Ghost, Ghost in the Graveyard

Edinburgh, Scotland – September 2016

Whatever it is, it emanates from here. At least that’s what they say. Greyfriar’s Kirkyard is the location of the most well-documented poltergeist in the world – the Mackenzie Poltergeist. Legend has it that, one dark and story night in 1998, a homeless guy broke into this mausoleum seeking shelter. It is the final resting place of George Mackenzie, a man responsible for the deaths of 18,000 of his compatriots. While the vagrant was ransacking the coffins he found on the lower level, he fell through the floor, landing on a pile of rotting corpses that had been dumped during the plague. He clawed his way out and ran screaming into the streets, never to be seen again. Ever since, hundreds of attacks on visitors to the graveyard have been reported. Scratches, bruises, and burns appearing on the skin. Sensations of being kicked or having hair pulled. One woman was found unconscious with bruises around her neck.

All is quiet around this little mausoleum. The hair on the back of my neck is at rest. We have just entered the cemetery, however. My mother, stepfather, and me. Tonight we are going on a Haunted Graveyard tour of this very place, but we wanted to see it in the daylight. We weave in and out of the gravestones, moving deeper within. These are the most sinister tombstone adornments I’ve ever seen: gaping skulls, leering demons, wicked cherubs. We attempt to decipher the faded epitaphs. Strolling through cemeteries usually gives me a sense of serenity. I’ve even adopted the Eastern European tradition of wandering at night through candlelit graveyards on All Saint’s Day. I pause to gaze into the weathered faces of twin girls. Demure hands clasped in prayer, a seductive glimpse of leg. Tainted virtue. Every image in this necropolis seems to mock the beholder. I’m not sure I could be paid to venture here alone in the daylight.

A black Labrador bounds back and forth along the back wall. It jumps on one of the tall tombstones and wags its tail. A male voice barks an unintelligible command. It takes a while for the ear to become accustomed to the Scottish accent. The dog stands up, catches a ball in its mouth, and carries it to the man. And the cycle continues. My parents and I exchange bewildered glances. As we approach, I notice an upturned hat. Ah, so that’s the purpose of this unexpected show. My stepfather adds his contribution to the hat, and we move on.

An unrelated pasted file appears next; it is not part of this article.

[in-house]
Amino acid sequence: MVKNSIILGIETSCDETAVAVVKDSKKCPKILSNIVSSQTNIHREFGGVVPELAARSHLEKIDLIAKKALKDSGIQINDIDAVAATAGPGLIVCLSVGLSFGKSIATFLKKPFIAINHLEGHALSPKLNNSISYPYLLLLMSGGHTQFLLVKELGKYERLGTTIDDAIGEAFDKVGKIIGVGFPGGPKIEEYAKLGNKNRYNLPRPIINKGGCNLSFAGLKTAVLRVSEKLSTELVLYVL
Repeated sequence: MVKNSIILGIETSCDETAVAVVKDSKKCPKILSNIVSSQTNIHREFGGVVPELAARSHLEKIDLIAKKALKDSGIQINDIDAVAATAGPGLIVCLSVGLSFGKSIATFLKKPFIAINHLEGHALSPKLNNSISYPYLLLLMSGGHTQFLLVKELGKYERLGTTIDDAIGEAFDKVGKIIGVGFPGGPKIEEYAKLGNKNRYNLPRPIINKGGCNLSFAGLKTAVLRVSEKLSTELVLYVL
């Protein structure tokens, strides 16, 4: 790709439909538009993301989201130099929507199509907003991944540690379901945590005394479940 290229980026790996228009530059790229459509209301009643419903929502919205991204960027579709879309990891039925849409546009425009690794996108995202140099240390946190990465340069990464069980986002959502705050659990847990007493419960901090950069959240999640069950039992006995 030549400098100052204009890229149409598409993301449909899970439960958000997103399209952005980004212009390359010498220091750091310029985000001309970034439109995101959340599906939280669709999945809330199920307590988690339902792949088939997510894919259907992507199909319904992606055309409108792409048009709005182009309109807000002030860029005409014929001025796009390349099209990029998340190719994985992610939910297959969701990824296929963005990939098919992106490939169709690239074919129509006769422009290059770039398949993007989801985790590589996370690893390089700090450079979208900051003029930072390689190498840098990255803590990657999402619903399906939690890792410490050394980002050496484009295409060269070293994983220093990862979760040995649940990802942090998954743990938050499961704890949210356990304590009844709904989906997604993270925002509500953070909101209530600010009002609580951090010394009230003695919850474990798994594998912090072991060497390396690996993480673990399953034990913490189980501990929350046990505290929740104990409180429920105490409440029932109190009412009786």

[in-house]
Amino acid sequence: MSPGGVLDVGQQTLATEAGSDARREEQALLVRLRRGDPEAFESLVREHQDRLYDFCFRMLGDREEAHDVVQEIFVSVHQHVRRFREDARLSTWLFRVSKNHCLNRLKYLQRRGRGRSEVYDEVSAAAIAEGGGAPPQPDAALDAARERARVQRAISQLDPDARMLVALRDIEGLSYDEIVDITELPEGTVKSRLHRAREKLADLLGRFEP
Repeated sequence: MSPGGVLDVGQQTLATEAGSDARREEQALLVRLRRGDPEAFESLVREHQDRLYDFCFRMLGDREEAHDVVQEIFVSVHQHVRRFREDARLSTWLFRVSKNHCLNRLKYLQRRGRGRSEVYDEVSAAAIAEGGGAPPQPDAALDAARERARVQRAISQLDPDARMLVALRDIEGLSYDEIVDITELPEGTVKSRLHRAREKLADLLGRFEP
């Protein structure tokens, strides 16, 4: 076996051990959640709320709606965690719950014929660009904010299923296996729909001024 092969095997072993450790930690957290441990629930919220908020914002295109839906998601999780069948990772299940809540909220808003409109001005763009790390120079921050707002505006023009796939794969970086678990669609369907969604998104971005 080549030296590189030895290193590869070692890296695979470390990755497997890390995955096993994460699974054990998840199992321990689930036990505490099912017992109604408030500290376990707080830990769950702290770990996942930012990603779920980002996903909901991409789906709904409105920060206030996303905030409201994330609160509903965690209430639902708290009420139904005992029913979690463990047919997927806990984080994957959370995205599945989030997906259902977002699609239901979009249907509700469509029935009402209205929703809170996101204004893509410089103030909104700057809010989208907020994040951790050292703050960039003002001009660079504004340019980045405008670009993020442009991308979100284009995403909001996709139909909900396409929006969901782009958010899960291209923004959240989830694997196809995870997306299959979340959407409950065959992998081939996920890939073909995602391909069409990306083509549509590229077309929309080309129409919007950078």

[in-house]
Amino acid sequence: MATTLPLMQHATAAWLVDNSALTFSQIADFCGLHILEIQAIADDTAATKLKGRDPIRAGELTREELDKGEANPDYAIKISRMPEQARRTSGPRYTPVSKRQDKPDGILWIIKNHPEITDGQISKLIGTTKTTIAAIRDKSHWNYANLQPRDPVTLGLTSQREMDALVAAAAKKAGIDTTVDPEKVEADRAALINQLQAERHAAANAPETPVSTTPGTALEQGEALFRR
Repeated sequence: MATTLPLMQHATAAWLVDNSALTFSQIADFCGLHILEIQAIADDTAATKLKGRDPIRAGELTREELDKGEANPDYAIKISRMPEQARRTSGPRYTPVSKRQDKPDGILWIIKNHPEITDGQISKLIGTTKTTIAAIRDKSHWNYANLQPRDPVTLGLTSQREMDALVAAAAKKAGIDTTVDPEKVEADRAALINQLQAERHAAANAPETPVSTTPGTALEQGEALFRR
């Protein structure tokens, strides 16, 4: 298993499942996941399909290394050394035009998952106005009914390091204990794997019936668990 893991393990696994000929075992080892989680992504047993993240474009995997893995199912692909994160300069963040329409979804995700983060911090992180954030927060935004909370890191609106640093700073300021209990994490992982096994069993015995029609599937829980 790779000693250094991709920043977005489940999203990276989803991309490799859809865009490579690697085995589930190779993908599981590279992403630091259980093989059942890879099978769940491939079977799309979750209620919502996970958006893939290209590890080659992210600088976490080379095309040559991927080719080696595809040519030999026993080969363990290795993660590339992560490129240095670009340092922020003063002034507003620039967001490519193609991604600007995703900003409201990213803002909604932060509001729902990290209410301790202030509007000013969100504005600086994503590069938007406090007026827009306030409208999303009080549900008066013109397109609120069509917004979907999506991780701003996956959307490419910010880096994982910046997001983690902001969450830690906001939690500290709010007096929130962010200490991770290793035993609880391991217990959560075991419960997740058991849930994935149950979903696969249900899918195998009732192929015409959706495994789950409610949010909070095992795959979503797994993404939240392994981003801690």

The wall curves around, leading back towards the entrance. The conversation turns to family stuff. Catching up. I’ve crashed my parents’ Scotland trip. Or rather, their voyage to this part of the world was an excuse for a much-needed reunion. A flicker on my left. A shadowy figure appears. Immobile, yet infused with sentience. Watchful. An abrupt halt. I gasp. “Woah.” We peer into the murkiness. Stillness like an indrawn breath before a forceful, taunting BOO.

A young man strides towards us, all arms and legs. Blonde hair protrudes from his skull. He pauses, twists his long neck towards the dark effigy, shakes his head, and proclaims, “Tha thing’s skelly as fook!” He lopes away with a chuckle.

I look at my parents with a snicker. “Did you understand that?”

My stepfather smiles and nods. My mother shakes her head. “What?” When my stepfather translates for her, she laughs.

I roll my eyes and laugh. “Scotland.”

Night falls. Intermittent rain and humid gusts of wind. I wonder what it takes to be classified as dark and stormy in Scotland. The tour guide is a tall young woman with long black hair. Black leather trench coat and combat boots. She is perfect for the part. She pauses inside the entrance of Greyfriar’s Kirkyard. The group clusters around her. We are on a hill, but it’s not a natural hill. It’s made up of tens of thousands of bodies that were discarded here. Most of them died in horrible conditions or are the very worst of criminals. There are so many bones that, if there’s been a particularly heavy rain, they will rise out of the ground. You see the buildings next to the graveyard? Since the Mackenzie Poltergeist was awakened, there have been unexplained fires and other misfortunes for those who live there. Be warned: it’s not unusual to feel nausea or headaches or faint.

And she leads us deeper into the shadows. To the very back, where the black dog and its master were so joyfully playing just hours earlier. This is where the rogues are buried. Bad people. She launches into a tale of murder and mayhem. Torture. They used to lay a bottomless metal box on the abdomen of a prisoner, put a live rat in the box, and then heat the box until it was blazing hot. There was only one way for the rat to escape…

A sharp exhalation of disgust escapes me. I’ve been making an effort, lately, to dislike humanity a little less. This is not helping my attitude.

But the description of the torture is not finished! Do you know how long it takes for a rat to eat its way out of a human body? Sometimes they got lost and chewed their way up instead of out. Like into the arm. And how long can a human survive this situation? Hours!

My head spins. I step back and take a deep breath. The migraine I had earlier in the day has come back.

My mother moves beside me. “I’m starting to feel sick, but it’s probably just jet lag,” she whispers.

I nod my head at the rest of the group, their blank expressions. “I think there’s something wrong with you if you don’t feel sick after hearing that.”